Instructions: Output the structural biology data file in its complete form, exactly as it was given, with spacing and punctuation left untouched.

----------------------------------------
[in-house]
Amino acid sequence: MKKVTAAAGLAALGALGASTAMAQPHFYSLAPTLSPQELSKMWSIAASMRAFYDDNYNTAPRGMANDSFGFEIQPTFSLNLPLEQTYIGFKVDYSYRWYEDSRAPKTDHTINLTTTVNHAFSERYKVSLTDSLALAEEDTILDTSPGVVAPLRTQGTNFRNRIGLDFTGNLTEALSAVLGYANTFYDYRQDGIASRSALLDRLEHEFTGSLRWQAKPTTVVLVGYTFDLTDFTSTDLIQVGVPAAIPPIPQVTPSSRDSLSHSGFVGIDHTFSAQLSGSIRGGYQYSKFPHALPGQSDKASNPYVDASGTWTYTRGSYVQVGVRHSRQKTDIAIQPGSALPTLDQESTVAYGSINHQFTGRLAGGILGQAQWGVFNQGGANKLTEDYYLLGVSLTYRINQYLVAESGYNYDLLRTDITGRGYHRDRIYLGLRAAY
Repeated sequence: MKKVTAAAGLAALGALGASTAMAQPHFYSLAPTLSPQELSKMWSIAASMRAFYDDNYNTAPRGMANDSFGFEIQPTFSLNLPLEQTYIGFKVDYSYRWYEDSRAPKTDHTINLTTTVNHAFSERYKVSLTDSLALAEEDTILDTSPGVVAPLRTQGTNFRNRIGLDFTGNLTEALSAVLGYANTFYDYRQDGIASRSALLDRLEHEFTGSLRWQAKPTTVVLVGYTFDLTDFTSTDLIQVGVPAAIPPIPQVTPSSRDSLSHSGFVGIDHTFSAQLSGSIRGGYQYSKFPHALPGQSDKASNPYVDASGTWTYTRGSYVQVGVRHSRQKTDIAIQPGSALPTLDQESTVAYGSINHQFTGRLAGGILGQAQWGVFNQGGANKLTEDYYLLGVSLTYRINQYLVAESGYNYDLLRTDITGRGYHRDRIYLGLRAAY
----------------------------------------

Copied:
[in-house]
Amino acid sequence: MKKVTAAAGLAALGALGASTAMAQPHFYSLAPTLSPQELSKMWSIAASMRAFYDDNYNTAPRGMANDSFGFEIQPTFSLNLPLEQTYIGFKVDYSYRWYEDSRAPKTDHTINLTTTVNHAFSERYKVSLTDSLALAEEDTILDTSPGVVAPLRTQGTNFRNRIGLDFTGNLTEALSAVLGYANTFYDYRQDGIASRSALLDRLEHEFTGSLRWQAKPTTVVLVGYTFDLTDFTSTDLIQVGVPAAIPPIPQVTPSSRDSLSHSGFVGIDHTFSAQLSGSIRGGYQYSKFPHALPGQSDKASNPYVDASGTWTYTRGSYVQVGVRHSRQKTDIAIQPGSALPTLDQESTVAYGSINHQFTGRLAGGILGQAQWGVFNQGGANKLTEDYYLLGVSLTYRINQYLVAESGYNYDLLRTDITGRGYHRDRIYLGLRAAY
Repeated sequence: MKKVTAAAGLAALGALGASTAMAQPHFYSLAPTLSPQELSKMWSIAASMRAFYDDNYNTAPRGMANDSFGFEIQPTFSLNLPLEQTYIGFKVDYSYRWYEDSRAPKTDHTINLTTTVNHAFSERYKVSLTDSLALAEEDTILDTSPGVVAPLRTQGTNFRNRIGLDFTGNLTEALSAVLGYANTFYDYRQDGIASRSALLDRLEHEFTGSLRWQAKPTTVVLVGYTFDLTDFTSTDLIQVGVPAAIPPIPQVTPSSRDSLSHSGFVGIDHTFSAQLSGSIRGGYQYSKFPHALPGQSDKASNPYVDASGTWTYTRGSYVQVGVRHSRQKTDIAIQPGSALPTLDQESTVAYGSINHQFTGRLAGGILGQAQWGVFNQGGANKLTEDYYLLGVSLTYRINQYLVAESGYNYDLLRTDITGRGYHRDRIYLGLRAAY